Factor VIII and von Willebrand factor interaction: biological, clinical and therapeutic importance

Authors

  • V. TERRAUBE,

    1. Haemostasis Research Group, Institute of Molecular Medicine, Trinity College, Dublin
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  • J. S. O’DONNELL,

    1. Haemostasis Research Group, Institute of Molecular Medicine, Trinity College, Dublin
    2. National Centre for Hereditary Coagulation Disorders, St James Hospital, Dublin, Ireland
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  • P. V. JENKINS

    1. Haemostasis Research Group, Institute of Molecular Medicine, Trinity College, Dublin
    2. National Centre for Hereditary Coagulation Disorders, St James Hospital, Dublin, Ireland
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Vincent Jenkins, PhD, National Centre for Hereditary Coagulation Disorders, St James Hospital, James Street, Dublin 8, Ireland.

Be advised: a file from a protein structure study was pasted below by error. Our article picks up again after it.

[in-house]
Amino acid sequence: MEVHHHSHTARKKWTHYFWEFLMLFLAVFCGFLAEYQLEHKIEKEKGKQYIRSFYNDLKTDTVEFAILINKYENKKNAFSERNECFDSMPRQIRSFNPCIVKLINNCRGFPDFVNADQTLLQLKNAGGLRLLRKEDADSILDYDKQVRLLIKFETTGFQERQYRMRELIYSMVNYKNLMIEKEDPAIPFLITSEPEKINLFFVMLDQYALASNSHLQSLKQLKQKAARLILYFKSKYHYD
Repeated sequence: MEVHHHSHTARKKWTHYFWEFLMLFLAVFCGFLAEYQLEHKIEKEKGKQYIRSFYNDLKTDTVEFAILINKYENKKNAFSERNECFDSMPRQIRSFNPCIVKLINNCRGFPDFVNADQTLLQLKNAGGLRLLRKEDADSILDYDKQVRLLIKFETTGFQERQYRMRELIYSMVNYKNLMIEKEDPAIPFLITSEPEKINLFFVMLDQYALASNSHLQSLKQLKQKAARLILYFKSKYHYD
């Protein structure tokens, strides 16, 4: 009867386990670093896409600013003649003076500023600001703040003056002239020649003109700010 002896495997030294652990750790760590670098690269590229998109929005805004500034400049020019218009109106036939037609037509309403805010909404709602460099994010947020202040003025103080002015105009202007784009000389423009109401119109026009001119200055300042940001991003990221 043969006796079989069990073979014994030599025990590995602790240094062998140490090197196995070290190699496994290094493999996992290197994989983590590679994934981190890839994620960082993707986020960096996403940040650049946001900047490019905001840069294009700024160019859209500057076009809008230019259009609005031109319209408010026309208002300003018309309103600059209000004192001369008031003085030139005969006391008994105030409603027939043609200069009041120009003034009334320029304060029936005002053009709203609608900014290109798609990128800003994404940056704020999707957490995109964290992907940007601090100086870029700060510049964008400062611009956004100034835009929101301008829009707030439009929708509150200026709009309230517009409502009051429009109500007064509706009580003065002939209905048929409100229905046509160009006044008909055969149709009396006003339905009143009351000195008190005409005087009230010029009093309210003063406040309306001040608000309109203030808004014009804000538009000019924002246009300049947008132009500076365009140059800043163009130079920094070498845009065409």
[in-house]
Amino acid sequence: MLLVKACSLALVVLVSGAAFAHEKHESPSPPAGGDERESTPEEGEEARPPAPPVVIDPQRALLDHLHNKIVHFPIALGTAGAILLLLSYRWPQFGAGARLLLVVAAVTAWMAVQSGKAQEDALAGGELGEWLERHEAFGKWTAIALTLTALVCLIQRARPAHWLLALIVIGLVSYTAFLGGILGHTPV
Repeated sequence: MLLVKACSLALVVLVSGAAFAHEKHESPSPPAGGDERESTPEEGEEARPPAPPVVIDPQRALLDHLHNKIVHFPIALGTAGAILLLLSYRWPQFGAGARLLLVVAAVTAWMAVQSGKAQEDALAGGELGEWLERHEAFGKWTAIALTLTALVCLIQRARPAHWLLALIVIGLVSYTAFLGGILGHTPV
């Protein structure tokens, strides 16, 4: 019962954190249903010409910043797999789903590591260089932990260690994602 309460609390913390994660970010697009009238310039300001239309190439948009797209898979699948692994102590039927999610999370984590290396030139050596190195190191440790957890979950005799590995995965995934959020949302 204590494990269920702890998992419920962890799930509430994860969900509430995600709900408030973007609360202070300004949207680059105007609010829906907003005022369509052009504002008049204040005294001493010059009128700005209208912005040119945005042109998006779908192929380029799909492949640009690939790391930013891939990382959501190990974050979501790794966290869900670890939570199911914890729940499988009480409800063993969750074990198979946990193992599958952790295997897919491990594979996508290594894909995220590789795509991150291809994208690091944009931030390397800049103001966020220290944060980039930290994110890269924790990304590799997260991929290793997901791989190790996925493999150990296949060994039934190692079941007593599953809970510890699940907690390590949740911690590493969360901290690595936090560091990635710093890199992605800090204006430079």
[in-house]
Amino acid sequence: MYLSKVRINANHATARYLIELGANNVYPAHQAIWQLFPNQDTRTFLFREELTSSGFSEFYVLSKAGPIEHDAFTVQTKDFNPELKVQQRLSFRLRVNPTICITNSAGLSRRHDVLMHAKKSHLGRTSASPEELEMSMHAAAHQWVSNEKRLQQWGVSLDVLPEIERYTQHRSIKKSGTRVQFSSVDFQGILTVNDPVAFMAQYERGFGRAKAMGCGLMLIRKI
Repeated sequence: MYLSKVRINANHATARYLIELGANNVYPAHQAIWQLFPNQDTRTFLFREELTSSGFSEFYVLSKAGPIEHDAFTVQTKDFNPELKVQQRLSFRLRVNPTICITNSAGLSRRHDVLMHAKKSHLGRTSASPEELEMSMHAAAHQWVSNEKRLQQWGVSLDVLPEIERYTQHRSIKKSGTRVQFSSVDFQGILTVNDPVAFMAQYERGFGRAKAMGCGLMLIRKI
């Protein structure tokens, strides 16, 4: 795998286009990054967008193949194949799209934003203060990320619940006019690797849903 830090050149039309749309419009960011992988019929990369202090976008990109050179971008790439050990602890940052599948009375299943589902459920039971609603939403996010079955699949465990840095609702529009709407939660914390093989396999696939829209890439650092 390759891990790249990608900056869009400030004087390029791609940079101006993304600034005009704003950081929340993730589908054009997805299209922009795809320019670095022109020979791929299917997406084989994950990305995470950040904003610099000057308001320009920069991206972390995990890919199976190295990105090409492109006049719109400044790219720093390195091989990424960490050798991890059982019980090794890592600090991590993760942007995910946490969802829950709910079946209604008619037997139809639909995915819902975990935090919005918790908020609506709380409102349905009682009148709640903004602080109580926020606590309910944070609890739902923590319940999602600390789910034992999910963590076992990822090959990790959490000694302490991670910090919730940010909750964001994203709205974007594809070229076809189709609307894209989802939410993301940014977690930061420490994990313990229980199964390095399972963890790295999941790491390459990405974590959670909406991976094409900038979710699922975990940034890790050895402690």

Tel.: +353 1 416 2141; fax: +353 1 410 3570;
e-mail: vjenkins@stjames.ie

Abstract

Summary.  The interaction of factor VIII (FVIII) with von Willebrand Factor (VWF) is of direct clinical significance in the diagnosis and treatment of patients with haemophilia A and von Willebrand disease (VWD). A normal haemostatic response to vascular injury requires both FVIII and VWF. It is well-established that in addition to its role in mediating platelet to platelet and platelet to matrix binding, VWF has a direct role in thrombin and fibrin generation by acting as a carrier molecule for the cofactor FVIII. Recent studies show that the interaction affects not only the biology of both FVIII and VWF, and the pathology of haemophilia and VWD, but also presents opportunities in the treatment of haemophilia. This review details the mechanisms and the molecular determinants of FVIII interaction with VWF, and the role of FVIII–VWF interaction in modulating FVIII interactions with other proteases, cell types and cellular receptors. The effect of defective interaction of FVIII with VWF as a result of mutations in either protein is discussed.

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